Probably my biggest sell out on the subject of eating and buying locally is the move to Walmart online shopping. They ship orders over $45 for free and this opens a huge world of savings for items like mayonnaise, toilet paper, washing powder. If they can ship it, we can have it at one third to half the price that it costs in Kingston. A significant saving. The sellout comes when I think about principles of shopping local, how much jet fuel it took to fly my bread flour here. But then again, the same jet fuel was burned to bring these items to the local shelves where I pay 2-3 times the price, and the difference in cost is not supporting organic practices or paying carbon footprint taxes. So, I reckon that if I can’t live without it at all, and honesty I can’t–at least not without some of it–then I will continue support the exploitative practices of the Walton empire to get at their cheap prices, and will continue to burn jet fuel doing it. It doesn’t make me proud but it does make life happier.
On a more positive note, we are discovering the blue mountain farms that deliver fresh organic produce to Kingston. Getting it has been challenging between delivery dates, communication problems and junk mail filters…but hopefully next week we’ll get our first delivery. How exciting would it be to be able to buy good, fresh produce that supports local farmers? And hopefully doesn’t cost an arm and a leg either… More on this to follow (I hope!)
We first discovered Holywell Recreational Park on an exploratory weekend drive in the mountains above Kingston. It takes somewhere between 1-1.5hrs to drive the narrow, windy and treacherous road up the mountain. Timing sort of depends on what you get stuck behind, or who’s behind you threatening to overtake uphill on a curve. Drivers here can be crazy that way! Along the road’s edge are plenty of vehicles that tell the story of what can go wrong on blind bends, frighteningly many actually. Or perhaps these were under-maintained vehicles that just gave up the ghost trying to make it up the steep ascents. Most have been stripped of details like hub caps, tires, or wing mirrors and are now just sitting there rusting. It can be hard to see what fell off and what was taken…but I digress…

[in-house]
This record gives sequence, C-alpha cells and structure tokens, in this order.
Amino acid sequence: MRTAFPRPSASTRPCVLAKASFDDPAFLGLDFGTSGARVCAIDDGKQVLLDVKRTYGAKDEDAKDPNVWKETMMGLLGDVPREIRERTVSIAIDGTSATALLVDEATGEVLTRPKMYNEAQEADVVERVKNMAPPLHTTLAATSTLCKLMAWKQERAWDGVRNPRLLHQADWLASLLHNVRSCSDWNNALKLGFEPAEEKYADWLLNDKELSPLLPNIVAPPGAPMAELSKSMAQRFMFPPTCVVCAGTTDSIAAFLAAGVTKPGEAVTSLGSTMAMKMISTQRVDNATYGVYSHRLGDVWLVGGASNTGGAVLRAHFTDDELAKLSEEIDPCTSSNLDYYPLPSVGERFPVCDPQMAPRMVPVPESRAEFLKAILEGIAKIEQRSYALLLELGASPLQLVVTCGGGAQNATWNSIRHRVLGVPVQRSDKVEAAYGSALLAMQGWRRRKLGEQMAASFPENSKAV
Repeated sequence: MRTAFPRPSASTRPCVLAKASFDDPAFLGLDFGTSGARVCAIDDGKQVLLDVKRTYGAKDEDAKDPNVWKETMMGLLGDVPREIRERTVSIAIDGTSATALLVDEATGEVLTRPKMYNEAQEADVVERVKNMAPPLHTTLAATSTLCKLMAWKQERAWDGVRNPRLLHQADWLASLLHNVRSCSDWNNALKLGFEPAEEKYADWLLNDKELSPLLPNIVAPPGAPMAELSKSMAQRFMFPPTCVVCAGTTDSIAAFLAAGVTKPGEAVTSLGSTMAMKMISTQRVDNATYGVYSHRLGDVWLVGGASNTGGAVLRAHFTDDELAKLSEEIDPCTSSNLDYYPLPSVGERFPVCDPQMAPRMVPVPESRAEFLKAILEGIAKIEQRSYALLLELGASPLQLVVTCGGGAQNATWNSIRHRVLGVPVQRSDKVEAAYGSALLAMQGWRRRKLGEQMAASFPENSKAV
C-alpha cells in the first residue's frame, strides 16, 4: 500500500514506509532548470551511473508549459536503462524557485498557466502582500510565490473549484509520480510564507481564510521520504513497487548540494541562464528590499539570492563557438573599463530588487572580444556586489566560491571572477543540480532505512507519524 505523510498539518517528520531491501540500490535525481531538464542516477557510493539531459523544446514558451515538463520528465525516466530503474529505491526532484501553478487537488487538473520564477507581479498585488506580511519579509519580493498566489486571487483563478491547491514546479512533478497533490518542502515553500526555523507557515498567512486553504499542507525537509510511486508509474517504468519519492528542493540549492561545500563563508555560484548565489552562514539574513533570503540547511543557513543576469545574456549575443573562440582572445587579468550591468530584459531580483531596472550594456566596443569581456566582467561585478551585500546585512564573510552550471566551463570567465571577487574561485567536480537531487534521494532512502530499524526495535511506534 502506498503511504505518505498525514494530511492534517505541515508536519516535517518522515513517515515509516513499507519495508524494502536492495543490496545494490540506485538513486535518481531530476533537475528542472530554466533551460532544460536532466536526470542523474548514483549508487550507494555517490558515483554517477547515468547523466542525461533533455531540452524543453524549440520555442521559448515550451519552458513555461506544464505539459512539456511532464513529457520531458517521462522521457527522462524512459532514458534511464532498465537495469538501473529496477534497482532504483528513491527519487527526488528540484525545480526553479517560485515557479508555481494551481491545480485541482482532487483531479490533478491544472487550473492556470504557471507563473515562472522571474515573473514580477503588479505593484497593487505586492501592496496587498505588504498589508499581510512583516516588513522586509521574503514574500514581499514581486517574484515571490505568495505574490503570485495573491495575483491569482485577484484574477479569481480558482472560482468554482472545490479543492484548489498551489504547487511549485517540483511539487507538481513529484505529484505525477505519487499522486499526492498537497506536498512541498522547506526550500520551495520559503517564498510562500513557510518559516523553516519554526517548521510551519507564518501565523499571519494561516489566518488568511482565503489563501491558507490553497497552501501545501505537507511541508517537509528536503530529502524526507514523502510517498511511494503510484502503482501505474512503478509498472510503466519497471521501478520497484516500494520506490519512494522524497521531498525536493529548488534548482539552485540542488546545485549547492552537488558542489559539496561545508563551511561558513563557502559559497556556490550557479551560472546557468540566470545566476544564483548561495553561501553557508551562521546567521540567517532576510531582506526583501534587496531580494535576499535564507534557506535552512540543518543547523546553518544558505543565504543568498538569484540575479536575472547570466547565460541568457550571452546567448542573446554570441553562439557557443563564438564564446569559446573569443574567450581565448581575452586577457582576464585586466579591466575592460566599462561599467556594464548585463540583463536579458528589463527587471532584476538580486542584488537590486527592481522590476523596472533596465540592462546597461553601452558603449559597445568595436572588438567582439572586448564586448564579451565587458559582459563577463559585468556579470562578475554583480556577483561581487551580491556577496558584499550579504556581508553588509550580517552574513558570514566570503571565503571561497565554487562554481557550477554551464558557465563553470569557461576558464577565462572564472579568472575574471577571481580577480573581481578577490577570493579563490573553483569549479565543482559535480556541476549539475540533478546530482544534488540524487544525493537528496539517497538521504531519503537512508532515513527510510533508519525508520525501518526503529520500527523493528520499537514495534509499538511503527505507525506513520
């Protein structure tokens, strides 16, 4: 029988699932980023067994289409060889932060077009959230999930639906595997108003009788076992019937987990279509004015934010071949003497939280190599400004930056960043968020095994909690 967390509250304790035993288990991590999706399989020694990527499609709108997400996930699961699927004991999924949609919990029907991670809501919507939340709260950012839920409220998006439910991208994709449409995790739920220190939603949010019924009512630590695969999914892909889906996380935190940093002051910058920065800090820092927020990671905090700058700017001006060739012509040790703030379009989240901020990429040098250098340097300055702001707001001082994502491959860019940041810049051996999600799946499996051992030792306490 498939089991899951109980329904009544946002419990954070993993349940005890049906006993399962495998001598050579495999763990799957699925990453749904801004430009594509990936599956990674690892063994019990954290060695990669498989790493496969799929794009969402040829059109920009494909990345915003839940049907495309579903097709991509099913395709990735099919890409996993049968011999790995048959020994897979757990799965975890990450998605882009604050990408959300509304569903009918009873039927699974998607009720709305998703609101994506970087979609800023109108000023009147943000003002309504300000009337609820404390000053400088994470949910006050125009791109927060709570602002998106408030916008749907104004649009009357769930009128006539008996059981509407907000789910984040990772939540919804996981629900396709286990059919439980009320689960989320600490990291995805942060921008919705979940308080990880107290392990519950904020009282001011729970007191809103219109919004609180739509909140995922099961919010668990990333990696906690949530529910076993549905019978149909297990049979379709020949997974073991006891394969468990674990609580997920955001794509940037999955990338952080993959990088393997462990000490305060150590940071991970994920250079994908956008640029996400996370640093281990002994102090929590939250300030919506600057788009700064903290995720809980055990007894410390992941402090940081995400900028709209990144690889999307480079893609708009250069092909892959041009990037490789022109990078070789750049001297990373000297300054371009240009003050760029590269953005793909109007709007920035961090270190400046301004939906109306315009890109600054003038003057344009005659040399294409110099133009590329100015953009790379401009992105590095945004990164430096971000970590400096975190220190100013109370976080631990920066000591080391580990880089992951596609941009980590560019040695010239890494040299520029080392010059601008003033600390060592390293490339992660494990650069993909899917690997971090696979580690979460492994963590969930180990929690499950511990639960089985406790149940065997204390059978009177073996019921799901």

Holywell was a wonderful discovery. Its a park open to groups for nature tours or individuals that just want to get outside and find some fresh mountain air. It has well marked trails that aren’t too difficult, great views, as well as places to camp. When we spotted the cabins for rent we planned on coming back to stay for a couple of nights, which is exactly what we did after the Christmas holidays.
Best of all, the cabin had a large, covered deck with sweeping views across the mountains and down to the port of Kingston and the sea. It was a great place to read or catch a movie, and watch the ever changing sky roll by before us. We will go back.
Our second unplanned stop on our recent Port Royal trip was the large and mostly abandoned Old Naval Cemetery on the outskirts of town. Enclosed by a brick wall, the left-hand side of the cemetery is open scrub land. Whatever graves may have been there are long gone. On the right, there are rows of numbered crosses in various states of disrepair. Alongside the simple crosses, more elaborate, older, stone graves are carved with the names of sailors from the late 1800s. Many were victims of yellow fever and almost all are British naval personnel. Everything leans a little to the left or right, or tilts forward or backwards, sitting awkwardly on the unstable sandy soil.
The history of the cemetery goes back to the 1600s but, yet again, the earthquake of 1692 sent a large part of history into the sea and famous graves such as that of the notorious pirate, Henry Morgan, are lost forever.
I learnt that recently a 40-strong detail of sailors from HMS Lancaster helped restore the neglected graves of their forebears when their frigate visited Jamaica in 2013. They cleaned up the overgrown graves, explaining how we could even walk into somewhere in such disrepair. Whatever did it look like before they cleared it out? Its such a shame that so much history sits so neglected.
Off the quiet road on the way down to Port Royal, we took a little detour to follow an unexpected sign. “To Fort Rocky”, it said. I had read a little about a few other old forts in the area and was expecting the ruins of old stone walls, but was surprised to see an abandoned compound that was quite modern. The fort’s dusty courtyard was surrounded with crumbling and roofless concrete structures. Rusting rebar poked out around windows and door frames. My eye lead straight to the graffiti-sprayed walls and signs of vagrant inhabitation. Cacti sprouted in incongruous spaces. What was it? And why was it abandoned? I had no idea and there were no other clues. The sun was fierce and there was little shade, but I had to take a few pictures: